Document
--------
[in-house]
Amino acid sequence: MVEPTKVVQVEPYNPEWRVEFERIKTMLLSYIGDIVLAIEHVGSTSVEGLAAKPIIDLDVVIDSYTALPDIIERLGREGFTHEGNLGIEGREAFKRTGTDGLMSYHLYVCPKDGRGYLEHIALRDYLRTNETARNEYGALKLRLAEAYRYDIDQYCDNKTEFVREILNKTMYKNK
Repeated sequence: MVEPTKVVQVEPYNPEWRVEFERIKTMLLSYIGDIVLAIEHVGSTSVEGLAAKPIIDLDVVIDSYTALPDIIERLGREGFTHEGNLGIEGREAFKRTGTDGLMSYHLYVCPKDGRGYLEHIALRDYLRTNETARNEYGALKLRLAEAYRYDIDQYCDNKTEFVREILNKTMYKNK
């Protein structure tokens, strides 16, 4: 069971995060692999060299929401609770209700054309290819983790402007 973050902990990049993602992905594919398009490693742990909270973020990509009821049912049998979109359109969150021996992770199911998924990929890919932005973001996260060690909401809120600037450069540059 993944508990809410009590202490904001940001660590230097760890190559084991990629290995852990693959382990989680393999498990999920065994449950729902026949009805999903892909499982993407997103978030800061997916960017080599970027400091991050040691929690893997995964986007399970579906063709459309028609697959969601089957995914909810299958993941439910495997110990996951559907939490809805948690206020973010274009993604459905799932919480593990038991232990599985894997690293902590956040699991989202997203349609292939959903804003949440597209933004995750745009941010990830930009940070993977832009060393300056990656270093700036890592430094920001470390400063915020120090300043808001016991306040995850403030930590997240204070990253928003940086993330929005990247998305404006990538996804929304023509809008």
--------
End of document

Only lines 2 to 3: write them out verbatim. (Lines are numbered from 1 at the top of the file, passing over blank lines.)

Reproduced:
Amino acid sequence: MVEPTKVVQVEPYNPEWRVEFERIKTMLLSYIGDIVLAIEHVGSTSVEGLAAKPIIDLDVVIDSYTALPDIIERLGREGFTHEGNLGIEGREAFKRTGTDGLMSYHLYVCPKDGRGYLEHIALRDYLRTNETARNEYGALKLRLAEAYRYDIDQYCDNKTEFVREILNKTMYKNK
Repeated sequence: MVEPTKVVQVEPYNPEWRVEFERIKTMLLSYIGDIVLAIEHVGSTSVEGLAAKPIIDLDVVIDSYTALPDIIERLGREGFTHEGNLGIEGREAFKRTGTDGLMSYHLYVCPKDGRGYLEHIALRDYLRTNETARNEYGALKLRLAEAYRYDIDQYCDNKTEFVREILNKTMYKNK